** Updated October 31, 2007 **
Health Commissioner Thomas Frieden, Schools Chancellor Joel I. Klein, and
Public Advocate Betsy Gotbaum today urged students, families, and educators to
wash their hands thoroughly and frequently, since hand-washing can prevent the
spread of many infections, including Staphylococcus aureus (MRSA), a
microbe that is resistant to some common antibiotics.
Today’s announcement follows the tragic death of a
student at IS 211 in Brooklyn who was infected
with MRSA. There is no indication that any other students are at
“Staph is both preventable and treatable,” Dr.
Frieden said. “The best way to avoid infections is to wash hands thoroughly and
avoid sharing personal items such as towels and razors. We are working with the
school system to distribute informational materials so that everyone is aware of
the disease and knows how to prevent it.”
“It’s a tragedy that one of our students died of
this infection,” Chancellor Klein said. “It reminds us how important it is to
wash our hands with soap and water, keep clean, and visit the doctor if we are
at all concerned about our health. We are working with principals, school
custodians, and parents to reduce the chances of further infection. I urge
everyone to be vigilant and to keep healthy.”
“It's a fact of life that kids can forget to wash
their hands and scrape their knees on the playground,” Public Advocate Gotbaum
said. “But parents and school officials can be super heroes in the fight against
the bug simply by reminding their children to wash their hands and cover cuts.
Together, New Yorkers can take the basic steps to protect children and help
prevent future tragedies.”
The Department of Education (DOE) and the Health
Department have distributed materials to schools highlighting strategies that
will help educators and students stay healthy and prevent the spread of MRSA.
DOE sent custodians a notice this week emphasizing the importance of keeping
plenty of soap available to students. DOE also urged custodians to notify school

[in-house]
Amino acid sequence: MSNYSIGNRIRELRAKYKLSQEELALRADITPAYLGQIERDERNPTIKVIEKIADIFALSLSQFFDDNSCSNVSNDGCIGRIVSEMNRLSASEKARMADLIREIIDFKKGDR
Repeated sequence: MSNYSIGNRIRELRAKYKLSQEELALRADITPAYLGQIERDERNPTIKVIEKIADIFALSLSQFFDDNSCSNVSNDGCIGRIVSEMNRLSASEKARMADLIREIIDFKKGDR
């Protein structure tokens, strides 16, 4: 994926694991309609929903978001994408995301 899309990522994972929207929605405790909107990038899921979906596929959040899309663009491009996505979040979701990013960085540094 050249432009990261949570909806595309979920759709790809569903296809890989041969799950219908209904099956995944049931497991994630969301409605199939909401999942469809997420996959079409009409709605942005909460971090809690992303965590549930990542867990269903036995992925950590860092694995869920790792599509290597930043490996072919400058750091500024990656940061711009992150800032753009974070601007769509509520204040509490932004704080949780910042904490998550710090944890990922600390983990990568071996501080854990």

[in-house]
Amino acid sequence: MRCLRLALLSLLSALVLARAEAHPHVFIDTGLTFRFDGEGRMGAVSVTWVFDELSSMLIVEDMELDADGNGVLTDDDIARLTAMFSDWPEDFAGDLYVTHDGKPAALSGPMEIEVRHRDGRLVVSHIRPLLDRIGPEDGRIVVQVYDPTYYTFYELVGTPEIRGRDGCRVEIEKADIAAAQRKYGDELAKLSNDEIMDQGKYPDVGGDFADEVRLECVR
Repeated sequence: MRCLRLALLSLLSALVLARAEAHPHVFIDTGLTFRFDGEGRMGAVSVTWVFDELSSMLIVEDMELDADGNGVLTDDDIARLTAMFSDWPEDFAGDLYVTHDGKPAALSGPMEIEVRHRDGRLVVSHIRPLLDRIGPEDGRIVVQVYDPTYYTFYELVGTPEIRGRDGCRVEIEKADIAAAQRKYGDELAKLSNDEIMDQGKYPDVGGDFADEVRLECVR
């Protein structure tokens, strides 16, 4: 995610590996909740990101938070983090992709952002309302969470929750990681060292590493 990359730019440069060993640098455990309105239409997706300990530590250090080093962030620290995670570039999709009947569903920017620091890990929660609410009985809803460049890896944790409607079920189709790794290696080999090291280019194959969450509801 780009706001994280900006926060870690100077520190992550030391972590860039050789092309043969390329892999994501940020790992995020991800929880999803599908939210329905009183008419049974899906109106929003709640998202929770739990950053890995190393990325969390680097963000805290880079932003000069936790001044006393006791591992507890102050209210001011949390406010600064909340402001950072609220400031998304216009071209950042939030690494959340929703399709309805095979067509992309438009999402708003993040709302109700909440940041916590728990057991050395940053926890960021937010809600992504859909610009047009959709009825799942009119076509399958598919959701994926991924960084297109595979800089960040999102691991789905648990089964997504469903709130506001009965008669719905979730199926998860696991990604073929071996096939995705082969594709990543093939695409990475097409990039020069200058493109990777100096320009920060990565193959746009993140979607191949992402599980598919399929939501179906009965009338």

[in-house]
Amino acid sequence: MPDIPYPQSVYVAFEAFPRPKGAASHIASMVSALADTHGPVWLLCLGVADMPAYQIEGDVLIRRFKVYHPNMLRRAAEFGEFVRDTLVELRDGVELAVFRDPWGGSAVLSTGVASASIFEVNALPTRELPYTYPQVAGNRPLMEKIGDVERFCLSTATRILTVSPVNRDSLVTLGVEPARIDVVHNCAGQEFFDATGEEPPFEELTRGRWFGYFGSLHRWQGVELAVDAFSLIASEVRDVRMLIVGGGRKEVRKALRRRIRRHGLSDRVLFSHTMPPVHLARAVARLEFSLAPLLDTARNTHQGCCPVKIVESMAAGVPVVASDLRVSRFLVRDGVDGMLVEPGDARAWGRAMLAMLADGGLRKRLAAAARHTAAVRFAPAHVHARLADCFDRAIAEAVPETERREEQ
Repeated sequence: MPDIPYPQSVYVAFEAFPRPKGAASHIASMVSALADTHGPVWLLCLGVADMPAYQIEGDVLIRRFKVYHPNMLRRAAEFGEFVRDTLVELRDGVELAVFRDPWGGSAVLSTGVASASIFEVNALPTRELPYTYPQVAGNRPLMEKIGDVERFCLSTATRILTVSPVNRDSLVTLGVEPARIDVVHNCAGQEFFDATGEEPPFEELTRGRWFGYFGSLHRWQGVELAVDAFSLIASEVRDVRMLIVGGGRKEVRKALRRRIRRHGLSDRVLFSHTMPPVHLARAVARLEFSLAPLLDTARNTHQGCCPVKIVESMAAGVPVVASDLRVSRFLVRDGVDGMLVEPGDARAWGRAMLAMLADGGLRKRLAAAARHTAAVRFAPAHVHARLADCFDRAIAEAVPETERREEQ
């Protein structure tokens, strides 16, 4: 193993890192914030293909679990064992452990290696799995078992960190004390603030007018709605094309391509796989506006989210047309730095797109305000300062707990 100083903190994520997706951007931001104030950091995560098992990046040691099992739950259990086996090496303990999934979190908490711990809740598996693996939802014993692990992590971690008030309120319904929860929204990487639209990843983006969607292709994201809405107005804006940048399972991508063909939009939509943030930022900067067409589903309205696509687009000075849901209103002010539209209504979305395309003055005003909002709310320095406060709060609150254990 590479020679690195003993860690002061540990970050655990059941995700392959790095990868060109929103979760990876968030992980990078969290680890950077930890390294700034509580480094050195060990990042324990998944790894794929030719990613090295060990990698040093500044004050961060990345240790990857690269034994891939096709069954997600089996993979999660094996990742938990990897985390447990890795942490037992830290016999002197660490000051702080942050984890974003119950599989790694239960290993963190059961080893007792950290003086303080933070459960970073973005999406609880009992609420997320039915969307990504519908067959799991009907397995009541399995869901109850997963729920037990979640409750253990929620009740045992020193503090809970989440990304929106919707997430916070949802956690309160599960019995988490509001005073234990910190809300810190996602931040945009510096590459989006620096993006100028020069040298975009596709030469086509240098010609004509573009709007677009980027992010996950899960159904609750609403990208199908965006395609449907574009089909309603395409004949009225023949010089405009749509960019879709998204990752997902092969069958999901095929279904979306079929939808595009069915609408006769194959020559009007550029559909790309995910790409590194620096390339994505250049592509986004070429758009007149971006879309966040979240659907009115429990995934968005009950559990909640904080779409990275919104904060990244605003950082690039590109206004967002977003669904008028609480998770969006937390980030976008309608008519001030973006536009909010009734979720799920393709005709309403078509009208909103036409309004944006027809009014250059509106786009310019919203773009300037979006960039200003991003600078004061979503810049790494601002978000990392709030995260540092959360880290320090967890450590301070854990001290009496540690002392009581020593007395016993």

officials and nurses if they have any concerns about sanitation in
MRSA spreads by direct skin-to-skin contact.
Less often, it can be spread by contact with items such as towels or sports
equipment that have come into contact with infected skin. The microbe, which is
common on skin surfaces, normally causes only lesions that will heal without
treatment. A Staph infection may look like a pimple or boil on the skin. The
lesion may be red, swollen, painful, or have pus. In more serious cases, the
infection may cause difficulty breathing, fever and excessive tiredness. If a
child develops these symptoms, a parent should contact a doctor. Though MRSA is
becoming more common, fatal cases in children are extremely rare.
The DOE and DOHMH released the following
recommendations for minimizing the spread of communicable infections such as
- Students, educators, and others should wash their
hands regularly with soap and water.
- Schools must ensure
that sufficient soap and paper towels are available in all
- Students should not share towels or
other similar personal items during sports or other activities. They should
also wipe down shared athletic equipment between users.
If parents have any questions or concerns, they
should call their principals, parent coordinators, or 311. Additional
information can be found at: http://schools.nyc.gov/Offices/DYD/Health/default.htm.